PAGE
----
The Associated Press
Sharks, grizzlies, giant snakes and rampaging apes have traditionally been the go-to choices for animal-kingdom antagonists in survival thrillers. Lions not so much. Maybe the king of the jungle has always been too regal, too majestic — too heroic — to be lowered to the status of mere summer-movie marauder.
But the circle of life also pertains to movies, and it was probably inevitable that the lion’s time would come. That’s, at least, the nature of “Beast,” a surprisingly agile and nifty B-movie graced by Idris Elba’s formidable presence, fluid camerawork and tolerable levels of implausibility.
It’s a movie well engineered as a late-summer diversion — a big cat movie for the dog days of August — that Icelandic director Baltasar Kormákur (“Adrift,” “Everest”) insures stays well within the paths of man-against-nature films before it. But while the lion is CGI, the South African location is genuine, and Kormákur and cinematographer Philippe Rousselot’s long, well-choreographed takes give “Beast” an immersive quality well beyond the genre’s usual slapdash cutting.
But how do you make a lion a diabolical hunter? “Beast,” written by Ryan Engle, opens with poachers mowing down a pride of lions. But one — a big one — escapes, and has a preternatural taste for avenging the killings and protecting its territory. The lion’s ferocity is easy to empathize with, ever to root for. Having had his family taken from him, he’s like the Liam Neeson of lions.
This is what Nate Samuels (Elba) and his two daughters, Meredith (Iyana Halley) and Norah (Leah Jeffries), walk into. They’ve just arrived in South Africa, a trip that Nate hopes will be a healing one for the family. They’re still reeling from the death of Nate’s wife from cancer, a loss that Mere and Norah partly blame on Nate, a doctor. The pair had also separated a year before her death, adding to the family friction.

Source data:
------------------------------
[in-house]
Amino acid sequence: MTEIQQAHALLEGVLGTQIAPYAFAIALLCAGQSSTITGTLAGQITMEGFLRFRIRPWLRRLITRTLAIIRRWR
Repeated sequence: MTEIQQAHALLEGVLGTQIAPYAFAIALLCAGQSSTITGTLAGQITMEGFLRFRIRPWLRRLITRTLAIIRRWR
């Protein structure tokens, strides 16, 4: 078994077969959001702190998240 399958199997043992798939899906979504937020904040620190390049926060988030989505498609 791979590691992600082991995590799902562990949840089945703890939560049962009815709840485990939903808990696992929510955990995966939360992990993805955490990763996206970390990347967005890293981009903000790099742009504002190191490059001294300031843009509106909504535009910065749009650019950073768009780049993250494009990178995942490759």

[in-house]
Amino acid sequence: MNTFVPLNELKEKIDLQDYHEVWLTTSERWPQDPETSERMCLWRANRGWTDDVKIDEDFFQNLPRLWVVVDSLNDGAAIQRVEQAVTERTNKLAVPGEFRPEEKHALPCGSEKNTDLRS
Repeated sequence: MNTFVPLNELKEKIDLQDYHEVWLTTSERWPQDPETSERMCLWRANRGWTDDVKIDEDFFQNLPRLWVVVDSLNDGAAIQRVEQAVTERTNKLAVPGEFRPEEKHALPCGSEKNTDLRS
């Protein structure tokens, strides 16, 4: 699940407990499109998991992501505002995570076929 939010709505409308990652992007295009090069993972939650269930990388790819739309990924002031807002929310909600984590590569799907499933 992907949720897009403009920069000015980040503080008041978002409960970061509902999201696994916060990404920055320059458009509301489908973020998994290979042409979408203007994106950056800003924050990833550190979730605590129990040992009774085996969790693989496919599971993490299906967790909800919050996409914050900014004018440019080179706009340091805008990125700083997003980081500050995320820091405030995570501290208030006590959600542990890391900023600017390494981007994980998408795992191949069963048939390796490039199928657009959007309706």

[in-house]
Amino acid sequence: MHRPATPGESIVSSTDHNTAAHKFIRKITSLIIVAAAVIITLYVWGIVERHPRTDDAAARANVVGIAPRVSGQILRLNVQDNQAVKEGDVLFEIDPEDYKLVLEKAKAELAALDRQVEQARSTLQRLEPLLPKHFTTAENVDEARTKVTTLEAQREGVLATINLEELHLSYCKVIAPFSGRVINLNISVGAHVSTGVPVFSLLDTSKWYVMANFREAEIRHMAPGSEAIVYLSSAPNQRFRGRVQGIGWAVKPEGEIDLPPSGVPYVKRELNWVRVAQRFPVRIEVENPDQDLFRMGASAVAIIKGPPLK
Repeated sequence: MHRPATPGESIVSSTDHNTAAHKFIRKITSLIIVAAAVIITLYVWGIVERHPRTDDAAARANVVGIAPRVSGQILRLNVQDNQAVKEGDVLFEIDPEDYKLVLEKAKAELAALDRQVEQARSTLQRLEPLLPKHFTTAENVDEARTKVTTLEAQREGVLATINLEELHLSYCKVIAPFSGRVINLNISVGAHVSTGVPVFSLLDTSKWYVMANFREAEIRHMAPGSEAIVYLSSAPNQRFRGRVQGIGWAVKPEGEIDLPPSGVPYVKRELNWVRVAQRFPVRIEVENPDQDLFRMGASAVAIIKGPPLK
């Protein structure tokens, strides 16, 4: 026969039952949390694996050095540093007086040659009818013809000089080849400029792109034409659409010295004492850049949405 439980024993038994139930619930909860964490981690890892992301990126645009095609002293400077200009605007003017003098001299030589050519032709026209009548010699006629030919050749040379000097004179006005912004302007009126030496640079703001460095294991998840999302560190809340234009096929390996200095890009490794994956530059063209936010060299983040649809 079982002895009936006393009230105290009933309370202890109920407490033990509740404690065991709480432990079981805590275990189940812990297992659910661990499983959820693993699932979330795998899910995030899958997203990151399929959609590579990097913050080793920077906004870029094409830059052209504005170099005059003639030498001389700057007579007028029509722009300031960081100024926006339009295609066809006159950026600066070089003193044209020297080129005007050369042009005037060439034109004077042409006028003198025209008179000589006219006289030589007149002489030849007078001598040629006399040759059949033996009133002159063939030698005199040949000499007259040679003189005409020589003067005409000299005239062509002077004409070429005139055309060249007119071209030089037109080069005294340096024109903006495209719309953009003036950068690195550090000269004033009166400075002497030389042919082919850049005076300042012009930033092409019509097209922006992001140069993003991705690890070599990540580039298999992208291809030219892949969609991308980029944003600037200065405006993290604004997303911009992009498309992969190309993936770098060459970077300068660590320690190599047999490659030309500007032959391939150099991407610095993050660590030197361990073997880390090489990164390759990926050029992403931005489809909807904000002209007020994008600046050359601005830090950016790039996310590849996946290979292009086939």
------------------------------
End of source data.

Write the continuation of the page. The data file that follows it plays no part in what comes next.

But what’s better at ailing abandonment issues than a man-hunting lion? After reuniting with an old friend, Martin (Sharlto Copley), a vehemently anti-poacher wildlife biologist, the four set out in a jeep to explore the savanna. It doesn’t take long before they stumble across the lion’s victims and find themselves fending off his attacks from the vehicle. When Martin radios that the lion is staring right at him, one of the daughters gamely asks, “Is that a little, um, unnatural?”
There’s the backdrop of animal treatment, but “Beast” is mostly unburdened by larger meaning. For most of its brisk 93-minute running time, the Samuels tussle with the animal in a game of (big) cat and mouse. The shark in “Jaws” put an entire community under the microscope, but the scope of “Beast” is narrowly fixed on Nate and his girls. There isn’t any beast within here, just a beast.
But with lively supporting performances from Halley and Jeffries and a commanding one from Elba, they make a realistic, often bickering family. Elba’s commitment to the film gives it more psychological weight than it might deserve. Nothing will surprise you in how “Beasts” unfolds except for how engrossing it manages to be.
“Beast,” a Universal Pictures release, is rated R by the Motion Picture Association of America for violent content, bloody images and some language. Running time: 93 minutes. Three stars out of four.
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